Jonathan Lash Chair and Assistant Professor of Environmental Education
Tim is driven by a belief that environmental education is essential to the well-being of individuals, societies, and the planet. As a learning scientist, his scholarship and teaching over the past 17 years have focused on designing and implementing curricula, across a variety of learning contexts, that foster environmental stewardship. He has worked collaboratively with many organizations and institutions including the Lawrence Hall of Science, the National Geographic Society, the U.S. National Oceanic and Atmospheric Administration, the Monterey Bay and New York Aquariums, and the Massachusetts Audubon Society. Tim's work has received funding from the National Science Foundation and has been published in peer-reviewed journals, academic books, and books for teachers and policy makers.
In all, he's been teaching for nearly 30 years across higher education, museum and aquarium education, and outdoor environmental education contexts on topics such as ecology and environmental issues, cognitive and socio- cultural learning theory, theoretically-grounded curriculum design, research methodologies, and the intersection of critical theory and environmental education practice.
Are you interested in teaching summer camp outdoors? Teaching nature classes in outdoor settings? Becoming an environmental educator? This course will teach you a variety of skills, knowledge, and instructional techniques. This course includes a "lab" session where you will: observe expert outdoor environmental educators, design one class/activity, and practice teaching. Lab sessions will be held at The Hitchcock Center for the Environment located on Hampshire's campus near the farm. Students must be willing/able to spend time teaching and learning outdoors. In addition to the practical components of this course, we will read and discuss academic writing on the topics of group management, instructional practice such as free-play and guided discovery, general learning theory, and how to design for learning. Prior coursework/knowledge of education and/or ecology is helpful but not required.
In this advanced-level course on environmental education, we will read seminal works on notions of place (Thoreau; Leopold), critical pedagogy (Freire), place-based education (Sobel), critical theory (hooks), and ecophilosophy. We will also read modern thinkers such as Gruenwald/Greenwood, Berry, Gough, and non-white, indigenous and gender diverse scholars LaDuke, Taylor, Hoffner and others. We will spend time in "places" (possibly including a field trip, or two) to investigate our own notions and perceptions thereof to connect the theory and practice. Students in this class will also participate in a whole-class, semester-long activity. Journaling, class discussion, class project participation, and writing a final paper will serve as forms of evaluation for this class. Note: this is an advanced level course intended for Div II (2nd or 3rd year) and Div III (4th year) students.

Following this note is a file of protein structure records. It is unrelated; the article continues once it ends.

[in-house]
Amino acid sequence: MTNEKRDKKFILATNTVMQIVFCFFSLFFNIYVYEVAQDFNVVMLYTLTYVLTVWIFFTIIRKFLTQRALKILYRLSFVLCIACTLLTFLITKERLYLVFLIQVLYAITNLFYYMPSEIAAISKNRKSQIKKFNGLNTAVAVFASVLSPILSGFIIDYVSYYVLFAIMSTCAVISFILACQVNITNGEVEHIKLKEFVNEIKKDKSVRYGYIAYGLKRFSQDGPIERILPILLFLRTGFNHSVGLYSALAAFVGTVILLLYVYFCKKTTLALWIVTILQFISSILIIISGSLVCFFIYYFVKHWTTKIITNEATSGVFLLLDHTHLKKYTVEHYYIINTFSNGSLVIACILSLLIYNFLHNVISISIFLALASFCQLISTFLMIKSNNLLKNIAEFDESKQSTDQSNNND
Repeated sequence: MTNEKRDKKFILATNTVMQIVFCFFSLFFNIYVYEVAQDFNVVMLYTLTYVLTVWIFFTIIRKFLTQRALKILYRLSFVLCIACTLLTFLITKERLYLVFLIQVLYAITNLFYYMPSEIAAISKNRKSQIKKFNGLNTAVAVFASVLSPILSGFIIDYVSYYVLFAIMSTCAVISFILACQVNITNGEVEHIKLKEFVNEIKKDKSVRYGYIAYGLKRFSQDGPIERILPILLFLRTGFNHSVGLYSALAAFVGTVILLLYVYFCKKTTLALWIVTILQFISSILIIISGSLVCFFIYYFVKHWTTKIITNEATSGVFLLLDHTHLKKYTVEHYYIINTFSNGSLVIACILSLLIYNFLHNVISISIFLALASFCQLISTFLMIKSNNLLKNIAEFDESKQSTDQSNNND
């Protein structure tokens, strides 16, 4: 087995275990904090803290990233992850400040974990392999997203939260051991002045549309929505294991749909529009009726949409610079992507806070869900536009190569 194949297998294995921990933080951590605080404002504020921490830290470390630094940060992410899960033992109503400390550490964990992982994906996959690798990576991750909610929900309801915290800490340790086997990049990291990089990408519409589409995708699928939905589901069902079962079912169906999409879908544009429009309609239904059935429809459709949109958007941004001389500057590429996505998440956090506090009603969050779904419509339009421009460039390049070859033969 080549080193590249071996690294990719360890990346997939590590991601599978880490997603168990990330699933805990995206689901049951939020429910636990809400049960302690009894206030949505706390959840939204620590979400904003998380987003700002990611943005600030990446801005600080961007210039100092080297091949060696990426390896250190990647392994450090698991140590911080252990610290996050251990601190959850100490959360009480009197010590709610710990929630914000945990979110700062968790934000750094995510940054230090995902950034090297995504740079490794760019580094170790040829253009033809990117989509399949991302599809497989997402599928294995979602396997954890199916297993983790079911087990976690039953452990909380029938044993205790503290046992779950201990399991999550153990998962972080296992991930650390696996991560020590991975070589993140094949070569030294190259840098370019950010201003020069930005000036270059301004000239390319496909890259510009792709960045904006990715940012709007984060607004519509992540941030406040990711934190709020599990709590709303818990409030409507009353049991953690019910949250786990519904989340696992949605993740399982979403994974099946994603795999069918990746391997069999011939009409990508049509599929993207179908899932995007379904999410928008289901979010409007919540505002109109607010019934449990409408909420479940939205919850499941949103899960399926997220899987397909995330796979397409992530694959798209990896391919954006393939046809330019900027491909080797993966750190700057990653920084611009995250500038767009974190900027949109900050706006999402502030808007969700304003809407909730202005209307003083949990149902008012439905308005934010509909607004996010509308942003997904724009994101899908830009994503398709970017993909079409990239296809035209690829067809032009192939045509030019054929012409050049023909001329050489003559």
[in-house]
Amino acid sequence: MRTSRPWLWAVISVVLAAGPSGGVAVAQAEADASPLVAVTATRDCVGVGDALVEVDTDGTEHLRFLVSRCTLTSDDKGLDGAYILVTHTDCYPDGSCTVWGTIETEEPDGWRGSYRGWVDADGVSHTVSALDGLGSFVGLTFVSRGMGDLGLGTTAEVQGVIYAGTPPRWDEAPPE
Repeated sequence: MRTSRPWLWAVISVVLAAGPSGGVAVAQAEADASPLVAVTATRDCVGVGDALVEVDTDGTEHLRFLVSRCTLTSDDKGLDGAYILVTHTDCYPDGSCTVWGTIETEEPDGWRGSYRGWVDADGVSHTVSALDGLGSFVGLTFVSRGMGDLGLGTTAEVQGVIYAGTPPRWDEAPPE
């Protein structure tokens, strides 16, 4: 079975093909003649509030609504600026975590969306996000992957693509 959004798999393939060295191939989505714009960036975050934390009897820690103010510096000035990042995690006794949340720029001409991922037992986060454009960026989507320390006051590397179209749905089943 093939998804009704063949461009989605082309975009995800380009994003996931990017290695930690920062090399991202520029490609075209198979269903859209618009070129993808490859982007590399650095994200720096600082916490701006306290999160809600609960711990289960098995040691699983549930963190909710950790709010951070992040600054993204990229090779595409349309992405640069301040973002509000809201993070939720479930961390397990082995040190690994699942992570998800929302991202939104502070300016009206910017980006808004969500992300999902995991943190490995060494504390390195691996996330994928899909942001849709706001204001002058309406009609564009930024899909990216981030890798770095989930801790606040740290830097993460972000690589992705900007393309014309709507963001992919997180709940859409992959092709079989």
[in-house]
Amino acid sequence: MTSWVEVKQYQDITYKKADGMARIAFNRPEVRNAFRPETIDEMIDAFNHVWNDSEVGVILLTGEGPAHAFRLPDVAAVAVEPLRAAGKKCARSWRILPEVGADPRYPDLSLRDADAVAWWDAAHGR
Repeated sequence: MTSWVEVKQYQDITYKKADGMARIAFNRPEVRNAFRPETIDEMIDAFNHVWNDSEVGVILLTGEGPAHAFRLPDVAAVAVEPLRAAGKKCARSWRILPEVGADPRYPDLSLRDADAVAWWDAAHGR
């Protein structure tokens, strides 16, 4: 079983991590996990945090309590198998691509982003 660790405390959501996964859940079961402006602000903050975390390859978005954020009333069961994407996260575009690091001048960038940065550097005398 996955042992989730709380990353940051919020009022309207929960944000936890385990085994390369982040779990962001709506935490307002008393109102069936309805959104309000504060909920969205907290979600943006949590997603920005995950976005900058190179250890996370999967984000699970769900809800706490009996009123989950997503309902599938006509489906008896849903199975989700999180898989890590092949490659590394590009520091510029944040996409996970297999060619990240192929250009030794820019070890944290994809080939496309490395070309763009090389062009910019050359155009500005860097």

In this introductory course, students will explore the history, practices, career options, and problems of environmental education - educational efforts promoting an understanding of nature, environmentally responsible behavior, and protection of natural resources. Shifts in environmental education research foci, relationships to current and past environmental challenges (e.g., air pollution, species loss, climate change), and differences between U.S. and international efforts will be discussed. We will compare and contrast topics such as education for sustainable development, environmental education, conservation education, environmental behavior change, ecoliteracy, and interpretation. Students will be exposed to three lines of inquiry: critical pedagogy, educational research and experiential learning. In addition to assigned readings, students will complete observation assignments, choose a line of inquiry and follow that line of inquiry to: 1) design, in teams, an environmental education intervention and 2) write an individual paper on a topic of interest to the student related to environmental education.
Many people have opinions about how to improve education, yet few know about education change research. Improving education requires evidence gathered systematically through research. Students will learn methods for conducting research on learning and teaching, methods that yield evidence leading to educational change. This course is for Div II/III students; prior education coursework is necessary. Methodologies learned will include field notetaking, interviewing, surveying, pre-post assessments, and overall design-based approaches. Students learn these methods while collaborating with the professor on an emerging design-based research project at the Hitchcock Center for the Environment. Students will read and discuss primary source research literature, participate in research design activities, assist with constructing research instruments, write their own research proposal on a topic of interest to them, lead class discussions, and perform class presentations. This course will be particularly helpful for students interested in educational change, especially those in their last semester of Division II.